Thursday, October 6, 2011

People aren't Pens (The Last Thing Steve Jobs Taught Me)

I've never seen your desk, but there is one item I can almost guarantee resides there: a container of pens.  It may be a fancy looking metal cylinder, it may be a junk drawer, it may even be a coffee mug with the words "computer genius" on it, but somewhere you have a go to source for ink dispensing utensils.

The reason?

They're disposable.

A while back my employer came into possession of what I can only conclude must have been an entire cargo freighter worth of promotional pens.  Promotional items already have the reputation of being about as reliable as trusting a 6 year old to close the door behind them on their way out to play, but these pens take it to a new level.  Their lifespan was not measured in weeks or even days, no, the measure of success for these pens was whether or not you could make it to the end of the paragraph before the ink ran out.  Invariably, within two or three words of use you would find yourself doing the ballpoint version of CPR, the quick scribble.  This is where you furiously try to draw lines and circles so fast that somehow the ink will start to flow again before your aggression tears into the paper or the whole thing ignites from the friction.  This morning in the span of 5 minutes I did the quick scribble on 4 different pens and wasn't able to save one of them, and as I was calling time of death on the final one, it hit me...

Sometimes I treat people like pens.

Take for instance, Steve Jobs.

Yesterday, when I heard the news that Steve Jobs had died (via this tout from Jeff Probst of all people) I was surprised at the depth of my sadness.  Like many, I watched as the tweets and tributes rolled in and was moved by the many ways his life had impacted the world around me, yet something felt off.  I couldn't place my finger on it, but even though I knew it was worthwhile to celebrate his life, it all felt off balance.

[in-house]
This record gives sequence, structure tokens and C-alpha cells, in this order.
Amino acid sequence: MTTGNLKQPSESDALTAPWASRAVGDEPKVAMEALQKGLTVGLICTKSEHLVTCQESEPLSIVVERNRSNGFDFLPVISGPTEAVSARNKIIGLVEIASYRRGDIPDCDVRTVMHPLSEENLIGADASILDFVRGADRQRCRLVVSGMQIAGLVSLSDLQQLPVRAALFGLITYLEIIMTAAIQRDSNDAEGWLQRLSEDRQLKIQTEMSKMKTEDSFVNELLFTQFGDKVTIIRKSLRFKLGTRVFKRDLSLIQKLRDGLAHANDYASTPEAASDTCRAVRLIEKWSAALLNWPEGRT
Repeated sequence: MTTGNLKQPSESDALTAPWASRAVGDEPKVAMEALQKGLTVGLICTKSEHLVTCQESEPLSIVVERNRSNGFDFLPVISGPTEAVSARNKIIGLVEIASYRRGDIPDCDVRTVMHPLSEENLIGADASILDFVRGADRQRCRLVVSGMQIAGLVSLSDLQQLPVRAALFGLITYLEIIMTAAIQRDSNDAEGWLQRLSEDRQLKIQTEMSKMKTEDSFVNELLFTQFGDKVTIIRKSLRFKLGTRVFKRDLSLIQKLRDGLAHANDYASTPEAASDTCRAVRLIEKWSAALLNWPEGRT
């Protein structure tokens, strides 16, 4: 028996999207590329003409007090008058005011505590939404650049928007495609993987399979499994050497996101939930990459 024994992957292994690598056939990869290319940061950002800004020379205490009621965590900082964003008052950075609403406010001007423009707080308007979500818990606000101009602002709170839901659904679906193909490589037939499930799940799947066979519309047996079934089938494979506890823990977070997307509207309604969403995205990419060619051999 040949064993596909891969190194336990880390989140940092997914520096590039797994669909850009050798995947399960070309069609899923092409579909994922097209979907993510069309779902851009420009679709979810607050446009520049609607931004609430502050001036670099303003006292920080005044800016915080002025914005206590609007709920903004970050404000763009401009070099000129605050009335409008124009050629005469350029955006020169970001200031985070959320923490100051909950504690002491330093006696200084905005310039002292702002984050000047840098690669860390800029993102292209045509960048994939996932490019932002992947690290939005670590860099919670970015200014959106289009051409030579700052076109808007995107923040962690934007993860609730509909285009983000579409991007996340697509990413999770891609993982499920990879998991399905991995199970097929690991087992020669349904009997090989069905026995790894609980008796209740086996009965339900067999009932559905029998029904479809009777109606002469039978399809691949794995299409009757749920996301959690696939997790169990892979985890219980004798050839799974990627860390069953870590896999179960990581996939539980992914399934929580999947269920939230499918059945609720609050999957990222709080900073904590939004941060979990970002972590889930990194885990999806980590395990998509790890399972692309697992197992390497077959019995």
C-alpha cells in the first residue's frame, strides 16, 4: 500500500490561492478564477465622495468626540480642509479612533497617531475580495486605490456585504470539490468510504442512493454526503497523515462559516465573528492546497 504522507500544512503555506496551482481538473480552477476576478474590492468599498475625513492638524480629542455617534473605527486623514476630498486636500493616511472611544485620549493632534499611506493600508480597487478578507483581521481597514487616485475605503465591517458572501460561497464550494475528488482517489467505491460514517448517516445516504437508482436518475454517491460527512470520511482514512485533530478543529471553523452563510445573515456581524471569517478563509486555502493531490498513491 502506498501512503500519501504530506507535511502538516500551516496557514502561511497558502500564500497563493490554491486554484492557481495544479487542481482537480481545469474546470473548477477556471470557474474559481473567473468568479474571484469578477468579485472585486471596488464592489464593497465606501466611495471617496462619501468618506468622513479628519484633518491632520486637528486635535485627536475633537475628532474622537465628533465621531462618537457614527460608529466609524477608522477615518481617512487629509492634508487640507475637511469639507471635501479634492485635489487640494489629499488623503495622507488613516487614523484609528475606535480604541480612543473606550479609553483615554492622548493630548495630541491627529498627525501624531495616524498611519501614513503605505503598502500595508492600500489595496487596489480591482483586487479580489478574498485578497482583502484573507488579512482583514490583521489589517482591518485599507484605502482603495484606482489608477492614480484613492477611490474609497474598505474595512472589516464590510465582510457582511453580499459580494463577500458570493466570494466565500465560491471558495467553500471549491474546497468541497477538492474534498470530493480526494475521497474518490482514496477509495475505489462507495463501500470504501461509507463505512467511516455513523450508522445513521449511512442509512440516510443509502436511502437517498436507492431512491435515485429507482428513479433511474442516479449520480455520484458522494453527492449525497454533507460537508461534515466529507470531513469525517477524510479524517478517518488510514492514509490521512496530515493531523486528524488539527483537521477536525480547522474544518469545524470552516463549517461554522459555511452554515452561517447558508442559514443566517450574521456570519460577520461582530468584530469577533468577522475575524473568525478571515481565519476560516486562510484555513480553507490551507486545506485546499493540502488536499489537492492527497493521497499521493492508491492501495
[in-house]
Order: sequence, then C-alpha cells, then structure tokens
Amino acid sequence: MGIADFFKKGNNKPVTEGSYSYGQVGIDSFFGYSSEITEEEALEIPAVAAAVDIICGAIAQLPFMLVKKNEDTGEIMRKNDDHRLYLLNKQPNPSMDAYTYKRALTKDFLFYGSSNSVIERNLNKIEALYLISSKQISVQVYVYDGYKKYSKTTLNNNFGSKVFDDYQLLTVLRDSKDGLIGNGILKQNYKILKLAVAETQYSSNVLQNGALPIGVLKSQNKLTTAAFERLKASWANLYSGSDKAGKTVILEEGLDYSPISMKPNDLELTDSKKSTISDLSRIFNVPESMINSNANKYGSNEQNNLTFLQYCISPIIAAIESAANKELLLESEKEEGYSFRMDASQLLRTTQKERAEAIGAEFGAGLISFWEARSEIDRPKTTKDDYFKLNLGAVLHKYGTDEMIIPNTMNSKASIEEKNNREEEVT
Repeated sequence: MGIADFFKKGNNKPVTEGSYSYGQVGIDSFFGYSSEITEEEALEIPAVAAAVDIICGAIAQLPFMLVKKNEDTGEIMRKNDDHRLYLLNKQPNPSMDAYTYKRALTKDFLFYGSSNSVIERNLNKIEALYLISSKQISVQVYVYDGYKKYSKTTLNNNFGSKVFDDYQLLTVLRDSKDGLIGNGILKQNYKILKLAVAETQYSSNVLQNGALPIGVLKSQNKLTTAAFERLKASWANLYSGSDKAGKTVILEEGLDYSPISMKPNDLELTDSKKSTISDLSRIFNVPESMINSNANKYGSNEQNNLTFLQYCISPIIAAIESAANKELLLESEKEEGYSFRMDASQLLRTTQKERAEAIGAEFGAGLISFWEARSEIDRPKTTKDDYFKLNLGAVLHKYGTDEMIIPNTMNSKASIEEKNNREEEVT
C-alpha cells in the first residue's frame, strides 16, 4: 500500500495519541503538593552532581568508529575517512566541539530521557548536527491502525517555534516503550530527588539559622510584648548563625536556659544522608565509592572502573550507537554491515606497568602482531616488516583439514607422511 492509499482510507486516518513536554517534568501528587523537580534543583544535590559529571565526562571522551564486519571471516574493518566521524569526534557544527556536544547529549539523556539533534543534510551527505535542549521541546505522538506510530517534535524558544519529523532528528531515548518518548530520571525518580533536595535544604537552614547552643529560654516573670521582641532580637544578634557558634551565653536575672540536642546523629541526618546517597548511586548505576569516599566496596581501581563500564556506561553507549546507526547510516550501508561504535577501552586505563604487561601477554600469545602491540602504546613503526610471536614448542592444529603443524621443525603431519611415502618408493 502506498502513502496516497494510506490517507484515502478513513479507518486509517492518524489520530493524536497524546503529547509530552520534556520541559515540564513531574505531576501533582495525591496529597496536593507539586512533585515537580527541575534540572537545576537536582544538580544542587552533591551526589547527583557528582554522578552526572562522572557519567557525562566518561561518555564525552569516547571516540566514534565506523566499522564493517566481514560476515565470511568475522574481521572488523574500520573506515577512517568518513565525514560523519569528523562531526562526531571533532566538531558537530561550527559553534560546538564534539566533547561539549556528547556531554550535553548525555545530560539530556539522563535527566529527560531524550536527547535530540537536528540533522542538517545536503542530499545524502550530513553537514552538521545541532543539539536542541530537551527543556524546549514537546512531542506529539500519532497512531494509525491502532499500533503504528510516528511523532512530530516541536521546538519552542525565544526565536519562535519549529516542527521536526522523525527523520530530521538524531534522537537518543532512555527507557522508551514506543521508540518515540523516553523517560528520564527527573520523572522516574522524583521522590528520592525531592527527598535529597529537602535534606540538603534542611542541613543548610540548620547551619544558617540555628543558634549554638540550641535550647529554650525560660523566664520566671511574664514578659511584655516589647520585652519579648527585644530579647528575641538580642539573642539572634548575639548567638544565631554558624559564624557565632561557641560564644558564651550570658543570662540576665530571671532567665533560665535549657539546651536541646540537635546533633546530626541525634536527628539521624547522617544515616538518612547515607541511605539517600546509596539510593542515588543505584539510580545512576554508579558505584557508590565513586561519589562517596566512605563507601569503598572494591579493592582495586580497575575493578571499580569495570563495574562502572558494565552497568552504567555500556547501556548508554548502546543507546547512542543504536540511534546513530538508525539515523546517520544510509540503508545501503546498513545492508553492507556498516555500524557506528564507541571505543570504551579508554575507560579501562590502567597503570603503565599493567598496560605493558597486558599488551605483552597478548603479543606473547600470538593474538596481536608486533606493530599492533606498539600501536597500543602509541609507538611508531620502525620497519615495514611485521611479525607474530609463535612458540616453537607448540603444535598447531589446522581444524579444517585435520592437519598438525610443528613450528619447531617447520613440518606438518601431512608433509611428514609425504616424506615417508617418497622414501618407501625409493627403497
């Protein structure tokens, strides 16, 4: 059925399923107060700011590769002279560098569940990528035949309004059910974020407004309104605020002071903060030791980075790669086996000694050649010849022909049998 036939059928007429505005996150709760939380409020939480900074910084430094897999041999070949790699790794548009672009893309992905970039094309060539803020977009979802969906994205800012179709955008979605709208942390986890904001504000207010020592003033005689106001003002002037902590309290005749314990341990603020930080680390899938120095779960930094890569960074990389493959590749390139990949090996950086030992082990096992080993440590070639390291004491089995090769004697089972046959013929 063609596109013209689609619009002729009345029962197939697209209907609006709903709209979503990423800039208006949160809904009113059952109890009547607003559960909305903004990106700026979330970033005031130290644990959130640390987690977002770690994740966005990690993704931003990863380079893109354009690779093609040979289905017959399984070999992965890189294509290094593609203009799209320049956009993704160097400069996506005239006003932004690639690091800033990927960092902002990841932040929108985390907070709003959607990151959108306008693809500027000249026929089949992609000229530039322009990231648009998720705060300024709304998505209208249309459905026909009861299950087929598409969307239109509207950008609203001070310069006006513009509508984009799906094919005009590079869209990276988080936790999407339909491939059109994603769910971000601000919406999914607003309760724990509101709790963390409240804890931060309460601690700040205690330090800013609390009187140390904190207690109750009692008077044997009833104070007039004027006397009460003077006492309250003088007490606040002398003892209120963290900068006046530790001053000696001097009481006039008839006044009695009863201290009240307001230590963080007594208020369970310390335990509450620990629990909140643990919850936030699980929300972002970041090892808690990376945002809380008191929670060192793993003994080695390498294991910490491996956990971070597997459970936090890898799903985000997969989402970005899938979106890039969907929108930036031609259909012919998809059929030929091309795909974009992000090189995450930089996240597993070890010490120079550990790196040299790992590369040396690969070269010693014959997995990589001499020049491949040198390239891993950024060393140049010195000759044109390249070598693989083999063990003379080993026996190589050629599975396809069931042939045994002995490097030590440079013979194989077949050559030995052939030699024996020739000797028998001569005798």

It took the following post tying his death to the abortion issue to bring me some clarity:
"Steve Jobs passed away today. But do you know how he entered the world?

In 1954, Joanne Schiebel was a young unmarried college student who discovered that she was pregnant. In the 1950s, her options were limited. She could have had an abortion – but the procedure was both dangerous and illegal. She could have gotten married, but she wasn’t ready... Joanne opted, instead, to give birth to the baby and put it up for adoption.

And so it was that in 1955, a California couple named Paul and Clara Jobs adopted a baby boy, born out of wedlock, that they named Steven.

We know him today…as Steve Jobs.

It would not be overstating things to say that Steve Jobs is my generation’s Thomas Edison....

If your world has been transformed by the ability to hear a symphony, send a letter, pay a bill, deposit a check, read a book and then buy theater tickets on something roughly the size of a credit card…you can thank Steve Jobs.

And: you can thank Joanne Schiebel.

Imagine if that life had never happened."